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Cape Town -Talks aimed at finding a solution to the eviction of hundreds of families from an informal settlement in Lwandle, Cape Town, were "not a smooth-sailing exercise", a government official said on Monday.
"It was a very difficult exercise. There was a lot of mistrust between ourselves and community members," a deputy director general in the human settlements department, Mbulelo Tshangana, told an inquiry into the matter.
People evicted from Sanral-owned land in Lwandle, Cape Town, last month are to be moved back there, the inquiry into the matter heard on Monday.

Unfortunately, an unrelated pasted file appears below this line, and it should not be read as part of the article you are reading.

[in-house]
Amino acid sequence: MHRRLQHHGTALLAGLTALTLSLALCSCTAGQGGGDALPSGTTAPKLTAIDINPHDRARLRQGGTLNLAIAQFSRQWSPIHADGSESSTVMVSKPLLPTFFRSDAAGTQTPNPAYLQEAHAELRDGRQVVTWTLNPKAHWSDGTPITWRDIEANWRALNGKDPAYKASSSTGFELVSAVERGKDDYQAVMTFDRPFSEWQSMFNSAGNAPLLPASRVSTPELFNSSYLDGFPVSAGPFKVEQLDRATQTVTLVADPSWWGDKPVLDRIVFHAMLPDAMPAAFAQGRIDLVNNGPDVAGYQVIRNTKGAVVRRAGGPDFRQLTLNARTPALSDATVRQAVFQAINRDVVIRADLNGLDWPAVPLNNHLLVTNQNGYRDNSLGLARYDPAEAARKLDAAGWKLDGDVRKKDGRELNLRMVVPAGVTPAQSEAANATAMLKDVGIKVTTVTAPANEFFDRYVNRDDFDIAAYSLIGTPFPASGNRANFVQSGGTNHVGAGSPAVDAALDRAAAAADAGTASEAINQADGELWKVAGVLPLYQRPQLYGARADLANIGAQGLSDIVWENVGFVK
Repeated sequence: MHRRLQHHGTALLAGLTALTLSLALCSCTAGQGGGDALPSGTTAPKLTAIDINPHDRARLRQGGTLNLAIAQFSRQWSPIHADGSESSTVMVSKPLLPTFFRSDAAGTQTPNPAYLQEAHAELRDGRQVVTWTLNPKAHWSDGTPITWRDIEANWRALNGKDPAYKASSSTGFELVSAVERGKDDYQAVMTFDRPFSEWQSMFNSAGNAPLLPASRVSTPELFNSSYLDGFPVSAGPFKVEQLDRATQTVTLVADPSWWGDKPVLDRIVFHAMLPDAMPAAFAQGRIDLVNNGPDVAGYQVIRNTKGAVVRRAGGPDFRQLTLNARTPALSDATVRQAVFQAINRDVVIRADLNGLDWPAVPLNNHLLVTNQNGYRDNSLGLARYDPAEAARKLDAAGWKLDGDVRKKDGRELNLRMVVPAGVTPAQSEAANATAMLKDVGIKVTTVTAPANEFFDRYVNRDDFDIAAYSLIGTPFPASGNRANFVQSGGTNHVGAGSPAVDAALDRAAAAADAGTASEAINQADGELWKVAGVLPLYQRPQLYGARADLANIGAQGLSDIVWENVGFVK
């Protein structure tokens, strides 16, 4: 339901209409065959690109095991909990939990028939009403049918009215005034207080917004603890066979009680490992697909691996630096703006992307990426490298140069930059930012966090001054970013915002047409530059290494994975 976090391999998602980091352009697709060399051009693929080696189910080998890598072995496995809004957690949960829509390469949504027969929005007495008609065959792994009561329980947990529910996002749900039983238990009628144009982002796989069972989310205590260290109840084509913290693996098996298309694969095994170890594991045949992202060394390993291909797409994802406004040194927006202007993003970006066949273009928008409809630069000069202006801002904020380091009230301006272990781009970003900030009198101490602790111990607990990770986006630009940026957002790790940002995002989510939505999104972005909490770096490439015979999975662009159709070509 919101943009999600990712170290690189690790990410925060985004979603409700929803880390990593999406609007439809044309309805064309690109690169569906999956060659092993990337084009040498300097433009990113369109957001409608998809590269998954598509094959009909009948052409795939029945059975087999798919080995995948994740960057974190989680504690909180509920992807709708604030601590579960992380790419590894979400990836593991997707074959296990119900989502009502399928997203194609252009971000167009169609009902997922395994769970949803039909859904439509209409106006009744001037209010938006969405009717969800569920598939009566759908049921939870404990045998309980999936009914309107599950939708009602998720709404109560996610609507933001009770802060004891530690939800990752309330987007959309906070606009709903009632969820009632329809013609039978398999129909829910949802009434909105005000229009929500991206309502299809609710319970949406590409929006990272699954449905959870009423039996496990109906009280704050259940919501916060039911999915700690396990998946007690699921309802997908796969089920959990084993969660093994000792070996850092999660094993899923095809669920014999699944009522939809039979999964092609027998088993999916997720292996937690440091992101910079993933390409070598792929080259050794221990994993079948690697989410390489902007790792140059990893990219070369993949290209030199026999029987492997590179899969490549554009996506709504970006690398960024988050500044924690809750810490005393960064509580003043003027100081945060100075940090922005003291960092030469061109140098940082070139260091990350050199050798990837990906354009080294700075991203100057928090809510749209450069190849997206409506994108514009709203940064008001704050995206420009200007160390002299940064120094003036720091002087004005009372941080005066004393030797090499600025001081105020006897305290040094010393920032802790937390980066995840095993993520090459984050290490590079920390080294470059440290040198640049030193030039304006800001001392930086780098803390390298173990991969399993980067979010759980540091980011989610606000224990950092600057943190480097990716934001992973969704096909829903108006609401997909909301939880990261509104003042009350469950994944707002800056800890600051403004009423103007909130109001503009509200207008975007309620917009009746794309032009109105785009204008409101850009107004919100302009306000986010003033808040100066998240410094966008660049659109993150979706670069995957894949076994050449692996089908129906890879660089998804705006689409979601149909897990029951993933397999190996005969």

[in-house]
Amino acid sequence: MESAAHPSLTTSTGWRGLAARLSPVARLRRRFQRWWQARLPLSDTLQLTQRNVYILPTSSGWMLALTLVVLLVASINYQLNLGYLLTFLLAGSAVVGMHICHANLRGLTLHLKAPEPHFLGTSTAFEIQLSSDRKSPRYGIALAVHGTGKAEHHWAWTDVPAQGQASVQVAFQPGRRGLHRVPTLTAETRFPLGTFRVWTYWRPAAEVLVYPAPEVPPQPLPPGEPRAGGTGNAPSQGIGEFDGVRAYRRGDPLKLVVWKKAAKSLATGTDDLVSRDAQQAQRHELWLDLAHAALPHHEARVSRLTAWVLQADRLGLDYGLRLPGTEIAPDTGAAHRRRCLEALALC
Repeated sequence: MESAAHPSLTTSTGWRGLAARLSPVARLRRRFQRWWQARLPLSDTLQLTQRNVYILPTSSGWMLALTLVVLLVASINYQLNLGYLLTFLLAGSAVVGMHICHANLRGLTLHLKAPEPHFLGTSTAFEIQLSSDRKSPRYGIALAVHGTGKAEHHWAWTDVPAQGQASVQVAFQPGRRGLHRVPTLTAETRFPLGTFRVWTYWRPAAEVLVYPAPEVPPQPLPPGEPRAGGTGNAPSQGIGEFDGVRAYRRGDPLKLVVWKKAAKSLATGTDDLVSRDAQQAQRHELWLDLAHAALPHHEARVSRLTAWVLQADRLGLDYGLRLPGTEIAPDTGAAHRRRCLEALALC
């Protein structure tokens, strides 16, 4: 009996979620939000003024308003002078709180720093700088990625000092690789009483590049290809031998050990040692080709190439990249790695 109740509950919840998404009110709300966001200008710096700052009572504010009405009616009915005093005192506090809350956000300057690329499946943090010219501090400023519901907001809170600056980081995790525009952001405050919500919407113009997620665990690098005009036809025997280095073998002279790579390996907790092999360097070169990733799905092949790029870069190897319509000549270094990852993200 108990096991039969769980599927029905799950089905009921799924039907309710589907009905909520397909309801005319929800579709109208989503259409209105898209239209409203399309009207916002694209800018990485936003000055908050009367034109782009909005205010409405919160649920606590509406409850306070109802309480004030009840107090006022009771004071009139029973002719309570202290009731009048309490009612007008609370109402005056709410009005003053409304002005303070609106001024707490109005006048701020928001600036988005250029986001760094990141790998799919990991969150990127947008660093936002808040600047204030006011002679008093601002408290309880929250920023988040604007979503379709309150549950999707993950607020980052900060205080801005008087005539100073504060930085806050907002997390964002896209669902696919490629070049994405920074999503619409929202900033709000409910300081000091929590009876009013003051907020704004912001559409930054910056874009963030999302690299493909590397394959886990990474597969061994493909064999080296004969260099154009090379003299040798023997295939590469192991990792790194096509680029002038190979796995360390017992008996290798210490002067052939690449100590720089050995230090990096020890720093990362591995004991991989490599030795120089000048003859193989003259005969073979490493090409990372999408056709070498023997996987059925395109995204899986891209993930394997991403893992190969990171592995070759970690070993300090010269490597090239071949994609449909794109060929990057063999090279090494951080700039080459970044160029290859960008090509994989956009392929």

Another piece of land they had been moved to, also belonging to the SA National Roads Agency Limited (Sanral), was found to be inadequate, Housing Development Agency (HDA) programme manager Bosco Khoza told the inquiry in Cape Town.
About 200 informal corrugated iron structures with concrete floors were being erected to house them on the original piece of ground. Sanitation and other basic services were also being provided.
“The next exercise is to facilitate the relocation of the affected families into those units,” Khoza said.
The HDA was trying to establish exactly how many shacks were demolished.
On June 2 and 3, about 200 illegally erected shacks were burnt and demolished after Sanral was granted a court order authorising the evictions.
“The sheriff reported 234 shacks that were dismantled. The community contend that the number of families affected are 849,” Khoza said.
“We've also done our preliminary assessment of... the most accurate number. We think it's more plausible to talk about 402
The inquiry was set up by Human Settlements Minister Lindiwe Sisulu last month.